PCCI is deeply committed to advancing a holistic revitalization of the neighborhood surrounding our property and is grateful to Enterprise and to the Section 4 program. We are well on our way to meeting our mutual goals of ending homelessness and providing safe and affordable housing options to those most in need.
What are the next projects you are most excited about?
PCCI works hard each and every day to help solve the affordable housing crisis in Atlanta and to prevent and end homelessness. In addition to our work as a direct service provider, PCCI has recently engaged in housing development work with our partners at Enterprise and Mercy Housing South East. Enterprise not only provided critical pre-development funds but also technical expertise on the best way to solicit community support, how to host a charrette, securing project equity and debt and how to formally identify and engage with a development partner. With this knowledge, PCCI released a RFQ, interviewed candidates and selected Mercy Housing South East (MHSE) in late 2018 as our development partner.
Officially known as Thrive Sweet Auburn, PCCI and MHSE have plans to build 117 mixed-income apartment units for families and individuals. Based on our current timeline, Thrive Sweet Auburn will open its doors in the fall of 2021. The development site is conveniently located a quarter of a mile walking distance from the King Memorial MARTA station in the heart of Atlanta. Within a half mile from the site are community amenities including Martin Luther King Natatorium, Selena S. Butler Park, Grady Hospital, Georgia State University and Mercy Care. The development will offer studio, one-, two-, and three-bedroom units, combining 20% permanent supportive housing (PSH) units and affordable units at 30%, 60%, and 80% AMI. PCCI will continue to offer direct services to clients at the facility and offer onsite medical care, nutrition education, financial literacy and full wrap-around services.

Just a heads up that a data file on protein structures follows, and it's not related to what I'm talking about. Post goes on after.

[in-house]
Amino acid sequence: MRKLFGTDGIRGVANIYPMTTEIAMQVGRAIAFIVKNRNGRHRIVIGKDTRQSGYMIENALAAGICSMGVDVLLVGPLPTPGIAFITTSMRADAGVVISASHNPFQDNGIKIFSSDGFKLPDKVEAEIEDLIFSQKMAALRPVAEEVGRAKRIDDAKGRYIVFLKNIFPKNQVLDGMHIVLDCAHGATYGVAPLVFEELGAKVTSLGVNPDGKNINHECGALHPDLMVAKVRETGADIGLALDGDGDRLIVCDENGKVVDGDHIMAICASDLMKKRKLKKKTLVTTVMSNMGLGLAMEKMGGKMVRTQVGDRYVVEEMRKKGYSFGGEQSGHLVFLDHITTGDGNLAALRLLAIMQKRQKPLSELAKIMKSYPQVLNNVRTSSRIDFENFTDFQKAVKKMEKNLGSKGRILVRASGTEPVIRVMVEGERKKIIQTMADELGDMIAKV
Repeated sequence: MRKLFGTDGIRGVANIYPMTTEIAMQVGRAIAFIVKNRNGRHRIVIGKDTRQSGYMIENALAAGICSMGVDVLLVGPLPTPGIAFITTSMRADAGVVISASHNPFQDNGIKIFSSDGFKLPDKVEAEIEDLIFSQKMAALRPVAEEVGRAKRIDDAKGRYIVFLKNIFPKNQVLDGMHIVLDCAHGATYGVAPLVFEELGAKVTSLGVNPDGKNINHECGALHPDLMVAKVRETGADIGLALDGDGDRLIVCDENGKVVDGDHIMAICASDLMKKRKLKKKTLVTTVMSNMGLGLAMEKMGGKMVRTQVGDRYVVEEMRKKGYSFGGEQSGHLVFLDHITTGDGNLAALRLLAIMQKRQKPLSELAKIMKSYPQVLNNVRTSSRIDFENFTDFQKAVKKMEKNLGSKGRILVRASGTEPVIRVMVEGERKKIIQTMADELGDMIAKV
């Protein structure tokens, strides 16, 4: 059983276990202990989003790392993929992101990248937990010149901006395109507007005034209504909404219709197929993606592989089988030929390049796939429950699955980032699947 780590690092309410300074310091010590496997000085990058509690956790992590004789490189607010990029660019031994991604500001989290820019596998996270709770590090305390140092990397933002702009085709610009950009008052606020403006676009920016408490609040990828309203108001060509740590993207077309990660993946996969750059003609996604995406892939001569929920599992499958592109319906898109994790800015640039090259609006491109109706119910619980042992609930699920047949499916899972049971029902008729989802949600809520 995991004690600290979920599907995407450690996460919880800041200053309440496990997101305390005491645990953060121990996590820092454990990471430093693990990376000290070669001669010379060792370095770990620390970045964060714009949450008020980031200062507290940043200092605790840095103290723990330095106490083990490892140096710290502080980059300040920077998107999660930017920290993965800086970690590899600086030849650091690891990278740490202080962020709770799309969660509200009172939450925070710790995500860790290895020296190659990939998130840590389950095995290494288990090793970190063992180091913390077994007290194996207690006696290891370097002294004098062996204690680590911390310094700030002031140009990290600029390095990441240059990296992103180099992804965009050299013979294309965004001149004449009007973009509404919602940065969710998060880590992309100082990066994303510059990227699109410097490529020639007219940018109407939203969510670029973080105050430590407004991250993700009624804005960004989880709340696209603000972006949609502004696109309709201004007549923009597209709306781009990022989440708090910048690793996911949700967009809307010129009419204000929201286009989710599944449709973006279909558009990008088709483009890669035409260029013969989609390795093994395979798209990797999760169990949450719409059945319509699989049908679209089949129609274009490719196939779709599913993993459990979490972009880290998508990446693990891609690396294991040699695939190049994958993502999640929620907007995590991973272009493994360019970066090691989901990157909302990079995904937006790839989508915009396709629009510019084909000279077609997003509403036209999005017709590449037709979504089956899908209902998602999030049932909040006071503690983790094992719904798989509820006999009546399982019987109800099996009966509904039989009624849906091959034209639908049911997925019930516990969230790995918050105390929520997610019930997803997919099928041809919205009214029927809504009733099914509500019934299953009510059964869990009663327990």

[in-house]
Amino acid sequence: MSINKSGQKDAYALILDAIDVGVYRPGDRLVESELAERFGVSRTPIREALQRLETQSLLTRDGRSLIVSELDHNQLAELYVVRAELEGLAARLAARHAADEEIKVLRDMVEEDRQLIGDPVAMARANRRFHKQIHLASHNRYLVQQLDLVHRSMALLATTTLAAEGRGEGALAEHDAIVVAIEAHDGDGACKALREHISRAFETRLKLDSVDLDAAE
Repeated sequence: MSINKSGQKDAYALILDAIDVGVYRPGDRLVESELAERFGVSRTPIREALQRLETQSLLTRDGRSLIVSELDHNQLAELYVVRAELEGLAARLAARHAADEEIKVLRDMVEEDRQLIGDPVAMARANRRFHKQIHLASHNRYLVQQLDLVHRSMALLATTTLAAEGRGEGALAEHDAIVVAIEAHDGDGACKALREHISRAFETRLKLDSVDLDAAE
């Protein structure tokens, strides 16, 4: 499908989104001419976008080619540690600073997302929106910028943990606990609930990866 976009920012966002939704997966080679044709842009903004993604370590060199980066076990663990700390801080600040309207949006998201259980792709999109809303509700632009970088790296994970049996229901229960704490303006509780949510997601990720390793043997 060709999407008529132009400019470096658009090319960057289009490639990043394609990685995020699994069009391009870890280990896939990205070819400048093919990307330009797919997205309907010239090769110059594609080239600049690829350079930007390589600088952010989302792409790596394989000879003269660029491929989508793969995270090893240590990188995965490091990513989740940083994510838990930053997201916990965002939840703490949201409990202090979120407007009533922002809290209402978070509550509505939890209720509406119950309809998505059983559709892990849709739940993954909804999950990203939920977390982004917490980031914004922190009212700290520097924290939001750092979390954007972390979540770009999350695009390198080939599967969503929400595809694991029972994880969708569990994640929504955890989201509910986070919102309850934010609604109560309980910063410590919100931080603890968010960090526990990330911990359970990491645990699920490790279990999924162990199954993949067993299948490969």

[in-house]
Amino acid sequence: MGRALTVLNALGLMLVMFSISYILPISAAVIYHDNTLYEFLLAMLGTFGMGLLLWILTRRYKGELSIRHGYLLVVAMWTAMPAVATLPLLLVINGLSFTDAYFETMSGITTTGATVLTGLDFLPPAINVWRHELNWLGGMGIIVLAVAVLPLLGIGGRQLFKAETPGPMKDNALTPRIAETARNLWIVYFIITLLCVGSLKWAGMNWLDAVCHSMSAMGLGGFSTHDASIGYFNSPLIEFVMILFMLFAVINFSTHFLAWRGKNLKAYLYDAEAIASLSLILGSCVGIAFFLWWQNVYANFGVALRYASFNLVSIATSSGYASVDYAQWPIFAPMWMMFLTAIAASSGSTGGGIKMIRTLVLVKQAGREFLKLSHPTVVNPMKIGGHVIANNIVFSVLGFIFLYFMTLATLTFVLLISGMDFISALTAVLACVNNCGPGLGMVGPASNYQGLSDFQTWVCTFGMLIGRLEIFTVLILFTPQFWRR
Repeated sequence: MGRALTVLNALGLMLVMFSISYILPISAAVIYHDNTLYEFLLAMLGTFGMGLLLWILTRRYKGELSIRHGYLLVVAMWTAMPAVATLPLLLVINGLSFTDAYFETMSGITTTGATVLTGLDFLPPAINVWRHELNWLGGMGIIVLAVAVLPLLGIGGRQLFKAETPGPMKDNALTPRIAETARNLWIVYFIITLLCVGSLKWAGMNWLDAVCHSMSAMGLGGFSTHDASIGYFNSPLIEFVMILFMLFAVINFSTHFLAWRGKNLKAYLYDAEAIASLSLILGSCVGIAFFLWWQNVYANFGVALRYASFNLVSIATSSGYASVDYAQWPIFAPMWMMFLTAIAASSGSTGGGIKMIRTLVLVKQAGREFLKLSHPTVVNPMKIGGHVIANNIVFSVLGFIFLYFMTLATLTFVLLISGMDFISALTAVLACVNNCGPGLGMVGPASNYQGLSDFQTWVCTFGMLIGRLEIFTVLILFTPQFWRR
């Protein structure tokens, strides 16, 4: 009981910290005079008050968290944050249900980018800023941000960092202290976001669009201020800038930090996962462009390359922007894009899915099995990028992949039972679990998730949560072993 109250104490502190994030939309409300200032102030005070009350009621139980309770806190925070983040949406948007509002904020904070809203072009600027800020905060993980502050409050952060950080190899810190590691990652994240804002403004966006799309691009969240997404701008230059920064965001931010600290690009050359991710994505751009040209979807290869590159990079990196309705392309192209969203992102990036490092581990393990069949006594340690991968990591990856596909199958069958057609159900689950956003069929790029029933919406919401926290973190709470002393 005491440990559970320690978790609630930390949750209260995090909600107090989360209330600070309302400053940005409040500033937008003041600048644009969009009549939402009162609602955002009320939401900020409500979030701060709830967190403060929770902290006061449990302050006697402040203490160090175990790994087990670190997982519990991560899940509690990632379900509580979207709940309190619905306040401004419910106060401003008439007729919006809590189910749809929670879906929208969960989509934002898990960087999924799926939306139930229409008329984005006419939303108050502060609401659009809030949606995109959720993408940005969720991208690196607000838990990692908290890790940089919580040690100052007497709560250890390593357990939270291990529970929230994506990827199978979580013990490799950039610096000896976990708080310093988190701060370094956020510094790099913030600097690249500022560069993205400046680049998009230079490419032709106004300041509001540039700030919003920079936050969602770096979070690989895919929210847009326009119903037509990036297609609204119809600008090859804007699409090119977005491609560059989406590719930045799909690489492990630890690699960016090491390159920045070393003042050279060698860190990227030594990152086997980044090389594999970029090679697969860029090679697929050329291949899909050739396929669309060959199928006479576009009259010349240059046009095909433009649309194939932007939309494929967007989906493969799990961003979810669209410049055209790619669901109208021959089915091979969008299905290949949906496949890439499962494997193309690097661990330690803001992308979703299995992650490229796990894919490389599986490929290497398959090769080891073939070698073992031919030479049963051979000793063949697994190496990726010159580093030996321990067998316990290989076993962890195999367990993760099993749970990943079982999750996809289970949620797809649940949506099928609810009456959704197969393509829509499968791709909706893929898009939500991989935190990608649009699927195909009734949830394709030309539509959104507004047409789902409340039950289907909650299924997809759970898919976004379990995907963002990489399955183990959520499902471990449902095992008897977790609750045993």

What do you think will change about affordable housing over the next five years and what are you most excited about how PCCI can impact that change?
Our hope for affordable housing over the next five years is that communities and leadership across the county continue to think outside the box for solutions to end this national epidemic. We believe the very same units that are currently unaffordable will eventually become affordable, opening up access for individuals at all income levels. PCCI’s work over the years and for the years to come will continue to focus on income mobility, careers instead of jobs and equal access to quality, safe and thriving communities.
What else should people know about PCCI?
PCCI’s reputation for delivering quality rapid rehousing services is earned through hard work, consistency and program performance. We operate as a team of interdependent professionals dedicated to ending homelessness in our community. The quality and efficiency of our work has been recognized locally, statewide and even at a national level. See examples below:
- January 2019: Selected as one of only two companies in the state of Georgia by the Society for Human Resource Management (SHRM) as a national workplace of excellence.
- December 2017: Recognized in the Atlanta Business Chronical for our leadership in helping Atlanta end homelessness for hundreds of individuals and families residing in the Peachtree-Pine shelter and as a community champion and for our innovative problem solving skills.
- PCCI received recognition for “Outstanding Achievement in Service for Homeless Veterans" by the U.S Department of Veteran Affairs in July of 2017.
- Recognized by the U.S. Department of Housing and Urban Development (HUD) as a “best case practice” for our work “scaling up” rapid rehousing.
- Selected by The White House in 2012 as one of 14 “Champions of Change in the Fight Against Youth Homelessness."
- Participated in a national study commissioned by the U.S. Department of Health and Human Services entitled, “Linking Human Services and Housing Assistance for Homeless Families and at Risk of Homelessness” published in May of 2012.
We have produced meaningful results for this community and we hope we can continue to do so.